Proportional RepresentationAdjournment Proceedings

7:05 p.m.

Laval West Québec


Raymonde Folco LiberalParliamentary Secretary to Minister of Human Resources Development

Mr. Speaker, I take great pleasure in answering the question asked by the member for St. John's West.

The summer career placement program is a program that provides wage subsidies to employers in the private, public and not for profit sectors to create career related summer jobs for students.

Employers gain by hiring high school, college or university students from 6 weeks to 16 weeks. Students benefit by gaining career related summer work experience and by earning income to further their education and thereby prepare for future entry into the labour market.

The minister understands that some municipalities have raised concerns about changes to wage subsidy levels under this year's summer career placement program. The SCP program is very popular and each year the total demand exceeds the total amount of funds available.

Besides, in the riding of Laval West, which I represent in the House of Commons, this program will have helped over 300 students find gainful employment this summer.

Because the SCP program is so popular, the Government of Canada looked at new ways of allocating SCP funds to help even more students get summer jobs. That is why the public sector SCP wage subsidy was changed to match the private sector SCP subsidy, which is up to 50% of the provincial minimum wage.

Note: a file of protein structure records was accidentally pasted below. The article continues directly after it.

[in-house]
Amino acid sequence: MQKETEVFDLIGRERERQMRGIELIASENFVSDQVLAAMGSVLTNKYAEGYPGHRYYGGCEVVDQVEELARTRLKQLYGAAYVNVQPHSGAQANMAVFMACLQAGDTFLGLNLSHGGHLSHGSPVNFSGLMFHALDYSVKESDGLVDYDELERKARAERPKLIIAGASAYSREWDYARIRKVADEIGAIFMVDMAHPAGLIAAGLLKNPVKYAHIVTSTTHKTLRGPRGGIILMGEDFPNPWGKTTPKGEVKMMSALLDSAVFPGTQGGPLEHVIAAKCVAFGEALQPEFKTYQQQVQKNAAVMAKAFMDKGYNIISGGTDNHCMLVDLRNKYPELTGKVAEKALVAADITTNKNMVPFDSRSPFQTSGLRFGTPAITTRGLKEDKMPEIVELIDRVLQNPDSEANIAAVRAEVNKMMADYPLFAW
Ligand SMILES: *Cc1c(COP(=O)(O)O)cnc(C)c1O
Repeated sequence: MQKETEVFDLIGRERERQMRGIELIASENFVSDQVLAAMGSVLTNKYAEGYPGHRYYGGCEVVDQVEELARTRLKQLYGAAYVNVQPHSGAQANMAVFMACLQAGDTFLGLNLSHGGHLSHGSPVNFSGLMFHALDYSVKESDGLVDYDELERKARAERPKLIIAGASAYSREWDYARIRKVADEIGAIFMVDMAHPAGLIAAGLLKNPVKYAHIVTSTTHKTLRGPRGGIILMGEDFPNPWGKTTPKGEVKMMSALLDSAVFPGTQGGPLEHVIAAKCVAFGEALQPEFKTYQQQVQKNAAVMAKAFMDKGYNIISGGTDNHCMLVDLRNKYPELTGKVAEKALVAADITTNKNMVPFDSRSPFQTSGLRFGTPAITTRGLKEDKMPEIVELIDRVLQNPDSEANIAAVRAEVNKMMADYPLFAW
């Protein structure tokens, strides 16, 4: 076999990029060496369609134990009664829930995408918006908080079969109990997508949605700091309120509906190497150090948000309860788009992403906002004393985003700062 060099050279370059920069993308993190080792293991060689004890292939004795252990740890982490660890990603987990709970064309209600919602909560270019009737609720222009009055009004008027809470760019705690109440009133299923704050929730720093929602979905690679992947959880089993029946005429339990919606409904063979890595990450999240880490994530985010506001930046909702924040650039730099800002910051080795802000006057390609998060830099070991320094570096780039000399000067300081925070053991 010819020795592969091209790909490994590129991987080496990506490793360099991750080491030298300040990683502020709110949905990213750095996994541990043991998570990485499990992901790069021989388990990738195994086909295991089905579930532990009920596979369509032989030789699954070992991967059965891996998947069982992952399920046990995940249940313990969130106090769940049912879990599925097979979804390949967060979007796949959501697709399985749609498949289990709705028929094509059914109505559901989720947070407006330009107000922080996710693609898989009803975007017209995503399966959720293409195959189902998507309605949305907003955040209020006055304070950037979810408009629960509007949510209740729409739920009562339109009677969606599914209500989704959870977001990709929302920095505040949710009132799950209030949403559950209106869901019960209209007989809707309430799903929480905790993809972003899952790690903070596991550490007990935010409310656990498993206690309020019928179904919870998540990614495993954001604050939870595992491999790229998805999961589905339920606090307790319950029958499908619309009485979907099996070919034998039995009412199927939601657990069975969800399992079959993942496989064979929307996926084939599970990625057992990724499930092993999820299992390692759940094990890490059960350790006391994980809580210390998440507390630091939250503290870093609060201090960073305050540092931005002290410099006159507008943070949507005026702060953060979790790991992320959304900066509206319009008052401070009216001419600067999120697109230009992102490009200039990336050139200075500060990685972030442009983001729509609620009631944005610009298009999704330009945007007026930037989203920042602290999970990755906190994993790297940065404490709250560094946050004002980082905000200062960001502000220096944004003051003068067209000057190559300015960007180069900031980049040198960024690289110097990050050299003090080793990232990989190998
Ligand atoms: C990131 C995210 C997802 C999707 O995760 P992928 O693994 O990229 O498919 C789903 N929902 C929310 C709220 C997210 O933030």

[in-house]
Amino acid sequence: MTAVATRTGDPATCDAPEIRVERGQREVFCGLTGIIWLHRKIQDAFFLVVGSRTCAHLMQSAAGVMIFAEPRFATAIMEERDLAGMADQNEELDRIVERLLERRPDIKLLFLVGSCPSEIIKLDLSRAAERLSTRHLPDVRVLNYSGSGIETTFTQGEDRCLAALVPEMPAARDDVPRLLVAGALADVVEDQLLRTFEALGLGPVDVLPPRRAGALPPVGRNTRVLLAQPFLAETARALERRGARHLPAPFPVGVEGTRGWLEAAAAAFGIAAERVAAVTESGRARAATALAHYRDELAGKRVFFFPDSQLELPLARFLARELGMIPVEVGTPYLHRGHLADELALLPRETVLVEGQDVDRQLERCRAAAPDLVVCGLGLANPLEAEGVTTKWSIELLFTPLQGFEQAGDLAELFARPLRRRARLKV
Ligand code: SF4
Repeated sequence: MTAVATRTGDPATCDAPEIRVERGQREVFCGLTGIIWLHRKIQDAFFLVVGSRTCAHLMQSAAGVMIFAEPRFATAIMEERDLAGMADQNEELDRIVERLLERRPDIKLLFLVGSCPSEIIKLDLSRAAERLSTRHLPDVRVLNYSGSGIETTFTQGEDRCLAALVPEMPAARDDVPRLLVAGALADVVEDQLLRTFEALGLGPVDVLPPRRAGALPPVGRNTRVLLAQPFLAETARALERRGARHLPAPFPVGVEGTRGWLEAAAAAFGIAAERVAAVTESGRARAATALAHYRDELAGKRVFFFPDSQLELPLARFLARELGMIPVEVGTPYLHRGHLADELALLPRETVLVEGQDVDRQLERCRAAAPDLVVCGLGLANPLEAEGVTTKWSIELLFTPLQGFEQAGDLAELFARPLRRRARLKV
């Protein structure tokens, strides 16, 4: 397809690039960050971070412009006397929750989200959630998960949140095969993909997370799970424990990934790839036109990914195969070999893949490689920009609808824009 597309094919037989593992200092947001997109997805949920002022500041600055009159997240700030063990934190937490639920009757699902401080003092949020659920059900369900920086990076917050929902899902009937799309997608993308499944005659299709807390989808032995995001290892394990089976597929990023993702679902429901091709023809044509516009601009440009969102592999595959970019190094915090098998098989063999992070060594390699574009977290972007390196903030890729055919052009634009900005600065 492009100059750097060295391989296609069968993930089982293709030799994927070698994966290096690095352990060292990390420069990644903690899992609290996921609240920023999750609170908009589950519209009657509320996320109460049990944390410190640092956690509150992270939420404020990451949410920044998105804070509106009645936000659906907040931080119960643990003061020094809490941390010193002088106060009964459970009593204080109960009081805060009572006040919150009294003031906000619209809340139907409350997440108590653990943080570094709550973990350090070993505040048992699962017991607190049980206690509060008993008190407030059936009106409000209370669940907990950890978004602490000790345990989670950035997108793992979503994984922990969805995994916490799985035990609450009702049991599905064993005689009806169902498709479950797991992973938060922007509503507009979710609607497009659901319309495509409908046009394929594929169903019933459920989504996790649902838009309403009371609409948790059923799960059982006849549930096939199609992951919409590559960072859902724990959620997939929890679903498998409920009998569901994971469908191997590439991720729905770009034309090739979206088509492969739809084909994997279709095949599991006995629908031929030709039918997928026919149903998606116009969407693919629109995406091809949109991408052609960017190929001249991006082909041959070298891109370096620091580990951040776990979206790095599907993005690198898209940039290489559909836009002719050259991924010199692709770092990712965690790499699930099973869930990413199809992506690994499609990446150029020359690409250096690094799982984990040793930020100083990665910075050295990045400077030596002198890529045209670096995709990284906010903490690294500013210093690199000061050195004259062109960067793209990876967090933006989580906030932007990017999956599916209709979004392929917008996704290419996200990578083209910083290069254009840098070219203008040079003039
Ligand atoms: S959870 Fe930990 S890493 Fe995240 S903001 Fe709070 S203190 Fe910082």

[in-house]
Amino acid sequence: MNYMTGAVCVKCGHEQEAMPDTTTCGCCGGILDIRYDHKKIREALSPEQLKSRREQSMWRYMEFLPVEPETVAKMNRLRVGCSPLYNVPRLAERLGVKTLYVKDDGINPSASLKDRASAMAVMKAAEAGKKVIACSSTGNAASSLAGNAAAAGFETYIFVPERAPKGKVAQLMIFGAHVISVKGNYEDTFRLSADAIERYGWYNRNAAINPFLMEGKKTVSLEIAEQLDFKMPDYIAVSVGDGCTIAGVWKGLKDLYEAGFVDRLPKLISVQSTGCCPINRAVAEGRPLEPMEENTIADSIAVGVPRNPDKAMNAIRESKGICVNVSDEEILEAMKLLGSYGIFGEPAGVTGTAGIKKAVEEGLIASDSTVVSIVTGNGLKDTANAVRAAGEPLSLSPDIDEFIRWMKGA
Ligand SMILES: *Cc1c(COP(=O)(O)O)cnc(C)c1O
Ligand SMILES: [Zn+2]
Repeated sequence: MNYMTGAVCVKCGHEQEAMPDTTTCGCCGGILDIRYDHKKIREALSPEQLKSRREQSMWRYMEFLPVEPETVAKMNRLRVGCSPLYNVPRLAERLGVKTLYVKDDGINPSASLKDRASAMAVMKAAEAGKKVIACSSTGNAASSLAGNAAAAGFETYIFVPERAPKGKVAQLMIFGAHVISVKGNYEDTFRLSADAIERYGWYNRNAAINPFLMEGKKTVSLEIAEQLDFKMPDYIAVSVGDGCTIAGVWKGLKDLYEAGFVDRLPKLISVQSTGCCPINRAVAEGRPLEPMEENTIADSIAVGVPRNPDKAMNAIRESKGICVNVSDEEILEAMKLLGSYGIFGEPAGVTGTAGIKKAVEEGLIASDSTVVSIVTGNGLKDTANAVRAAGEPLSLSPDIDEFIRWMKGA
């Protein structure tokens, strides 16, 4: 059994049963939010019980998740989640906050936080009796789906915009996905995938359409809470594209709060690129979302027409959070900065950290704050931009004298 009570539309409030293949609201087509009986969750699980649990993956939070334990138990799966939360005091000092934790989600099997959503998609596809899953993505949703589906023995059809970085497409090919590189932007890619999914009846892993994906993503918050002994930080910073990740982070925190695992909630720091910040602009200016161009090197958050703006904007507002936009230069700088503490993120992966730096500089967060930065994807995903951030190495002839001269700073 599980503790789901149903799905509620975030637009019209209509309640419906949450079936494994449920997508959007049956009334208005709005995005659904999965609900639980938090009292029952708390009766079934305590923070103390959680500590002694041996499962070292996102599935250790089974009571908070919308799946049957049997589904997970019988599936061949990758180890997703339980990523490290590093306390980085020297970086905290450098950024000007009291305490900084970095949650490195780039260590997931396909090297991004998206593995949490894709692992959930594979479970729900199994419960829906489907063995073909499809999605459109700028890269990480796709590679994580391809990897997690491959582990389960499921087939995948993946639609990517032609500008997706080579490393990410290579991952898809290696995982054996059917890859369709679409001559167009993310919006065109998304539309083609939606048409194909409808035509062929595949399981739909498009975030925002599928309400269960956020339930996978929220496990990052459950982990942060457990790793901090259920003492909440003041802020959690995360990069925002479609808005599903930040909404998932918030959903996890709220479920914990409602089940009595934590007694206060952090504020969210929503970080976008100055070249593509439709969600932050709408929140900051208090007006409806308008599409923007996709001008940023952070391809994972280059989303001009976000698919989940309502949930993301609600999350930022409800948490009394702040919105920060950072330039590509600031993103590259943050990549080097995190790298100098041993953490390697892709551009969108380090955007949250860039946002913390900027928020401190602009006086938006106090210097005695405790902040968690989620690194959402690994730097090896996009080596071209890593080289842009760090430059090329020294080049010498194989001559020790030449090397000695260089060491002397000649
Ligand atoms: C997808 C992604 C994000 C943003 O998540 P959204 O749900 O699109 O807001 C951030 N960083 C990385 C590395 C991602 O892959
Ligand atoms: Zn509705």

To be fair to all applicants, we are treating public sector employers the same as private sector employers. The difference in wage subsidy to employers in the public sector could potentially result in up to 1,400 additional students gaining work experience through SCP this year.

Overall funding for the program will be at least the same as last year, that is $90 million, which is expected to help over 50,000 young Canadians acquire work experience through the program.

We encourage employers to hire summer students with or without subsidies. All summer programs help to ensure that students gain valuable, much needed workplace experience.

Proportional RepresentationAdjournment Proceedings

7:10 p.m.

The Deputy Speaker

The motion to adjourn the House is now deemed to have been adopted. Accordingly, this House stands adjourned until tomorrow at 2 p.m., pursuant to Standing Order 24.

(The House adjourned at 7.12 p.m.)